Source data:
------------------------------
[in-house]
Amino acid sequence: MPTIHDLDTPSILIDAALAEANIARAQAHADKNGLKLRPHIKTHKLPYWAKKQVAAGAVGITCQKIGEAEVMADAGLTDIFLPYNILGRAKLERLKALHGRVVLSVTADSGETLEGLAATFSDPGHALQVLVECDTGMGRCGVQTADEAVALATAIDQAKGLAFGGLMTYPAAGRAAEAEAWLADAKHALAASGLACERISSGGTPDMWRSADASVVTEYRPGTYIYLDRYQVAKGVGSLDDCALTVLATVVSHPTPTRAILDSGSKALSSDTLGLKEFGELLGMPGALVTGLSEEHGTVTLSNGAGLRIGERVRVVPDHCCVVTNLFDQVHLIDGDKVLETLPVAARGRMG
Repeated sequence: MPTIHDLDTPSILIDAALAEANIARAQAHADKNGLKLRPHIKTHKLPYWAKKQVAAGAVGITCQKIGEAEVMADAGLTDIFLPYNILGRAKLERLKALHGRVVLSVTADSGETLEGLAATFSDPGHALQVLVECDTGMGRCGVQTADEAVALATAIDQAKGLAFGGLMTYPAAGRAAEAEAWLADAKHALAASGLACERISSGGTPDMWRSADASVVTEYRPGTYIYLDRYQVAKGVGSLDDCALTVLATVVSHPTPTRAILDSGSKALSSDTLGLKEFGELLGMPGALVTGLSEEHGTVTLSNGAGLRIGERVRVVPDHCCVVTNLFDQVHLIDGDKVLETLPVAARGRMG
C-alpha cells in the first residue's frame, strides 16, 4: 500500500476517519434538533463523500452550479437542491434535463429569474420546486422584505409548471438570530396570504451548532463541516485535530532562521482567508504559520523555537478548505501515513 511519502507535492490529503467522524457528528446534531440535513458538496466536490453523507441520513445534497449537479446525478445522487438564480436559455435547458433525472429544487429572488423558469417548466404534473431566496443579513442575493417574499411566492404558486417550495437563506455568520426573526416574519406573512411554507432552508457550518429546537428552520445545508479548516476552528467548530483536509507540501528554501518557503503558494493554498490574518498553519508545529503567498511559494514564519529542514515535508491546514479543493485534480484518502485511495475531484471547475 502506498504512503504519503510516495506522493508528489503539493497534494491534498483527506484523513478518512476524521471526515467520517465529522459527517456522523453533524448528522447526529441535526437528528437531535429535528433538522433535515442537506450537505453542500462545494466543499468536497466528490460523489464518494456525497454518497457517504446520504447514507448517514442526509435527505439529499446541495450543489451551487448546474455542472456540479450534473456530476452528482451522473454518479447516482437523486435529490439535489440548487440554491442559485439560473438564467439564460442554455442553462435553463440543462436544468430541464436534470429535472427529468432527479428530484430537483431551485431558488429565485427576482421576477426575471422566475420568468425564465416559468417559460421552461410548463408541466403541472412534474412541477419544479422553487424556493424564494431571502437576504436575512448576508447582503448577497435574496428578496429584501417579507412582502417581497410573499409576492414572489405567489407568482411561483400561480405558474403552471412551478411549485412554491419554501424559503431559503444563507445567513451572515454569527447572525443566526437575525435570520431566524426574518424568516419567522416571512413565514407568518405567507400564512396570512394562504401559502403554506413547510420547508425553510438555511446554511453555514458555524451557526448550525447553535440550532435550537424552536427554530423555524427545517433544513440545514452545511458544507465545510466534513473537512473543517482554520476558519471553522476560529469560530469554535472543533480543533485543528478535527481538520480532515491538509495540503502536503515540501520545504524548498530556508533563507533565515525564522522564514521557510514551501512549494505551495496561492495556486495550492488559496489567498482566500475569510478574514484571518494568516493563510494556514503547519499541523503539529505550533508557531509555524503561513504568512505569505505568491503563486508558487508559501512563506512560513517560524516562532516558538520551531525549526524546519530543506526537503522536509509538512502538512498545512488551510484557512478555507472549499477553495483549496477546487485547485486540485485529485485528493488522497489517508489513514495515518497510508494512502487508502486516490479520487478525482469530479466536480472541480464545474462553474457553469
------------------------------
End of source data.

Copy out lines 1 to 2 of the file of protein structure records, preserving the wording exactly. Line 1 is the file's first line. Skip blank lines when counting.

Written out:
[in-house]
Amino acid sequence: MPTIHDLDTPSILIDAALAEANIARAQAHADKNGLKLRPHIKTHKLPYWAKKQVAAGAVGITCQKIGEAEVMADAGLTDIFLPYNILGRAKLERLKALHGRVVLSVTADSGETLEGLAATFSDPGHALQVLVECDTGMGRCGVQTADEAVALATAIDQAKGLAFGGLMTYPAAGRAAEAEAWLADAKHALAASGLACERISSGGTPDMWRSADASVVTEYRPGTYIYLDRYQVAKGVGSLDDCALTVLATVVSHPTPTRAILDSGSKALSSDTLGLKEFGELLGMPGALVTGLSEEHGTVTLSNGAGLRIGERVRVVPDHCCVVTNLFDQVHLIDGDKVLETLPVAARGRMG